Performance - AWS Storage Services Overview

Performance

As described previously, Amazon EBS provides a range of volume types that are divided into two major categories: SSD-backed storage volumes and HDD-backed storage volumes. SSD-backed storage volumes offer great price/performance characteristics for random small block workloads, such as transactional applications, whereas HDD-backed storage volumes offer the best price/performance characteristics for large block sequential workloads. You can attach and stripe data across multiple volumes of any type to increase the I/O performance available to your Amazon EC2 applications. The following table presents the storage characteristics of the current generation volume types.

SSD-Backed Provisioned IOPS (io1) SSD-Backed General Purpose (gp2)* HDD-Backed Throughput Optimized (st1) HDD-Backed Cold (sc1)

Use

Cases

I/O-intensive NoSQL and relational databases Boot volumes, low-latency interactive apps, dev & test Big data, data warehouse, log processing Colder data requiring fewer scans per day
Volume Size 4 GiB – 16 TiB 1 GiB – 16 TiB 500 GiB – 16 TiB 500 GiB – 16 TiB
Max IOPS** per Volume 20,000 10,000 500 250
Max Throughput per Volume 320 MiB/s 160 MiB/s 500 MiB/s 250 MiB/s
Max IOPS per Instance 65,000 65,000 65,000 65,000
Max Throughput per Instance 1,250 MiB/s 1,250 MiB/s 1,250 MiB/s 1,250 MiB/s
Dominant Performance Attribute IOPS IOPS MiB/s MiB/s

*Default volume type

**io1/gp2 based on 16 KiB I/O; st1/sc1 based on 1 MiB I/O

General Purpose SSD (gp2) volumes offer cost-effective storage that is ideal for a broad range of workloads. These volumes deliver single-digit millisecond latencies, the ability to burst to 3,000 IOPS for extended periods of time, and a baseline performance of 3 IOPS/GiB up to a maximum of 10,000 IOPS (at 3,334 GiB). The gp2 volumes can range in size from 1 GiB to 16 TiB. These volumes have a throughput limit range of 128 MiB/second for volumes less than or equal to 170 GiB; for volumes over 170 GiB, this limit increases at the rate of 768 KiB/second per GiB to a maximum of 160 MiB/second (at 214 GiB and larger). You can see the percentage of I/O credits remaining in the burst buckets for gp2 volumes by viewing the BurstBalance metric in Amazon CloudWatch.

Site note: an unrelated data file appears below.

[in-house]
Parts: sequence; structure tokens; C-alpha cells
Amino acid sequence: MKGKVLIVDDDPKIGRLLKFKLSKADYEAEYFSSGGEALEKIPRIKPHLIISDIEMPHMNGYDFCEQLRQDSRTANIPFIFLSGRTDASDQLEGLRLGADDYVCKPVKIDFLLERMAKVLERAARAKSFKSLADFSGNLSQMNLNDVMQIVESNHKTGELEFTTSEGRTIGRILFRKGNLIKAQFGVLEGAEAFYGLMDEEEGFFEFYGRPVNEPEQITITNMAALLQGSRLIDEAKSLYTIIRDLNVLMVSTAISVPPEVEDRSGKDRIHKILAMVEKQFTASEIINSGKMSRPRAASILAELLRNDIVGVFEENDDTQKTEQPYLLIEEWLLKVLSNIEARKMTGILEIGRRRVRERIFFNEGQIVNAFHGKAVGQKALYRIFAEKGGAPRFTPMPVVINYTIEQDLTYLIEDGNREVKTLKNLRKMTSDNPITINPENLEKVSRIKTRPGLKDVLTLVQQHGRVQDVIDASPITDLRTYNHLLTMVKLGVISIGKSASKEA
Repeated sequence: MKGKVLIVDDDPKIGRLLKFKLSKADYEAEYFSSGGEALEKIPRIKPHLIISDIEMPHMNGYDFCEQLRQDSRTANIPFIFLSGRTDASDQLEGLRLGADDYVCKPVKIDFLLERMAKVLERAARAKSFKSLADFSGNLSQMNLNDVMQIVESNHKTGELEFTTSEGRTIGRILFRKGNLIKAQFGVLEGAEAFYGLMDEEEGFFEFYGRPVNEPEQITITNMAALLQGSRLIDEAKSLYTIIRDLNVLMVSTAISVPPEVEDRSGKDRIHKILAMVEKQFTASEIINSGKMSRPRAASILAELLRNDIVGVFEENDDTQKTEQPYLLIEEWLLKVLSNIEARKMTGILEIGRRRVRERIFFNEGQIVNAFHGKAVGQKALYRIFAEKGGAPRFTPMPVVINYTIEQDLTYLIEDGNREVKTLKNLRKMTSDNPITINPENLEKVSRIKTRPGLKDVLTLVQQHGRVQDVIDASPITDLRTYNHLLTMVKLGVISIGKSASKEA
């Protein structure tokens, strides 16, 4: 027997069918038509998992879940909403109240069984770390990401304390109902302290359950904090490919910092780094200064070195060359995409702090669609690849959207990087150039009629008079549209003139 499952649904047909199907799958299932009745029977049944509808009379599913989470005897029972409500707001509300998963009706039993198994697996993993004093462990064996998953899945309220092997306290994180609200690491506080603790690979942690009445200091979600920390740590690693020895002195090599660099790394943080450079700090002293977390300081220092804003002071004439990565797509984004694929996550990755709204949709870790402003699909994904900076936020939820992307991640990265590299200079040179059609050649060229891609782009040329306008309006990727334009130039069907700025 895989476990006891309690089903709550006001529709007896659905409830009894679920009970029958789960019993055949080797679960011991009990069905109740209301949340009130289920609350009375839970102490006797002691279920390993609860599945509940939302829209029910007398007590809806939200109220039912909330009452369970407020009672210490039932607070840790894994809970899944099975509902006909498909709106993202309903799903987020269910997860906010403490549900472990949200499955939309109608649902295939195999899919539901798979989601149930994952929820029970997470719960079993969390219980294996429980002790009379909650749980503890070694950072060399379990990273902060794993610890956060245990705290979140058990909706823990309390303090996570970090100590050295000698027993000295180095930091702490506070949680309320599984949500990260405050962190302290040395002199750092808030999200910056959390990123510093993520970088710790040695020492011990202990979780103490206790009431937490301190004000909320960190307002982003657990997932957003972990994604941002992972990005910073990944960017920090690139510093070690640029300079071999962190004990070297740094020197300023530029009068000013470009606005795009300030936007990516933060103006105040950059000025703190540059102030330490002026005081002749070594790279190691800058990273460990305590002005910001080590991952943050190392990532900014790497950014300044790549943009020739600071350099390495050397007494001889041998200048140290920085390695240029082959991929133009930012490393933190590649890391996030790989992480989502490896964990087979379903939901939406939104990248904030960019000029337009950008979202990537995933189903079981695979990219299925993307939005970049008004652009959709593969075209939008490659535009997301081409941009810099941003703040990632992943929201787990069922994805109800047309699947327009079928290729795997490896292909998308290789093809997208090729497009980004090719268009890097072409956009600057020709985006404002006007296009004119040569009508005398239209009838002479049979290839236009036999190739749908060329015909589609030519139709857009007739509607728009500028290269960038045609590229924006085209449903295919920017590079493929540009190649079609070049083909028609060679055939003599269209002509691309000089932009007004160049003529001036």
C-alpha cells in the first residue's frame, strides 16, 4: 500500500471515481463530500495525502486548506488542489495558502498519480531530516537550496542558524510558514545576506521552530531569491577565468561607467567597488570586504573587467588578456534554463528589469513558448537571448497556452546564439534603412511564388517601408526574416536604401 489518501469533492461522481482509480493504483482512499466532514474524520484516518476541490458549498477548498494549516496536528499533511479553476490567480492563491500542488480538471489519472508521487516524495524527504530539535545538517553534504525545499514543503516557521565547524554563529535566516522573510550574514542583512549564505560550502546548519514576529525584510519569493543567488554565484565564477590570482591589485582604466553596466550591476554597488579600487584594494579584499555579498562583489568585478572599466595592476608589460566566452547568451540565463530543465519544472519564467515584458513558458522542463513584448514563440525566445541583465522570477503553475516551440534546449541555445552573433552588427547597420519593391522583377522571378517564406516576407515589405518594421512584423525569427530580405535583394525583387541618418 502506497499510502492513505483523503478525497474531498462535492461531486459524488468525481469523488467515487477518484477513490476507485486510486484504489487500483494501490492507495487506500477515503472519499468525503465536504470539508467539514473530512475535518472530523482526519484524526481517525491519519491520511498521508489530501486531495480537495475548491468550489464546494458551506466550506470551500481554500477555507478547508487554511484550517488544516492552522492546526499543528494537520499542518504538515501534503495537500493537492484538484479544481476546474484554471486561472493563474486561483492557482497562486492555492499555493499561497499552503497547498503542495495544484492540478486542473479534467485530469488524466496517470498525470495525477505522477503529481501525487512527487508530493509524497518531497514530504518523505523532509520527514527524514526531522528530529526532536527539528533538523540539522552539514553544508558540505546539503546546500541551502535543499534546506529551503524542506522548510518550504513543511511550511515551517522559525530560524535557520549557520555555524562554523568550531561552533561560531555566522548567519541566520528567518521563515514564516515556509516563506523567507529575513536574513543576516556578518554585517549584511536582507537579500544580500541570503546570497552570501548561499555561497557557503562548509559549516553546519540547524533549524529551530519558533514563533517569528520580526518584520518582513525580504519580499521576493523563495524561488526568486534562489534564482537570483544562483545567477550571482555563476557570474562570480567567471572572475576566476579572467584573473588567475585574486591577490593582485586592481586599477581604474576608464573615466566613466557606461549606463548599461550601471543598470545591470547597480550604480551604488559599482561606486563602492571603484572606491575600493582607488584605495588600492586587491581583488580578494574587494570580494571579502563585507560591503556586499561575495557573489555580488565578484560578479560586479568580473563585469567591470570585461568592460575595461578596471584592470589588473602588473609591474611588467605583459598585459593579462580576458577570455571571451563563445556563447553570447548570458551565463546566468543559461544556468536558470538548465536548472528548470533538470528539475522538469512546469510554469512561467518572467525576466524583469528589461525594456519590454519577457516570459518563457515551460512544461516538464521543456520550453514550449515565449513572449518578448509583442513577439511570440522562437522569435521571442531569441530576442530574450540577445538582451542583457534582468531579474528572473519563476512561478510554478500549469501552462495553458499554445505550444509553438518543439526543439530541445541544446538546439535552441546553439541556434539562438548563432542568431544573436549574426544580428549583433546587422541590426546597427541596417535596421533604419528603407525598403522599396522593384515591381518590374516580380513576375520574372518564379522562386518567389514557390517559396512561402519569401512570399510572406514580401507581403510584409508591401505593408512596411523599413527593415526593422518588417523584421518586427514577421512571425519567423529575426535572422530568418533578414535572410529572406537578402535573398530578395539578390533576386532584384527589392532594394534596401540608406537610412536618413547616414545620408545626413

Provisioned IOPS SSD (io1) volumes are designed to deliver predictable high performance for I/O-intensive workloads with small I/O size where the dominant performance attribute is IOPS, such as database workloads that are sensitive to storage performance and consistency in random access I/O throughput. You specify an IOPS rate when creating a volume, and then Amazon EBS delivers within 10 percent of the provisioned IOPS performance 99.9 percent of the time over a given year, when attached to an EBS-optimized instance. The io1 volumes can range in size from 4 GiB to 16 TiB, and you can provision up to 20,000 IOPS per volume. The ratio of IOPS provisioned to the volume size requested can be a maximum of 50. For example, a volume with 5,000 IOPS must be at least 100 GB in size.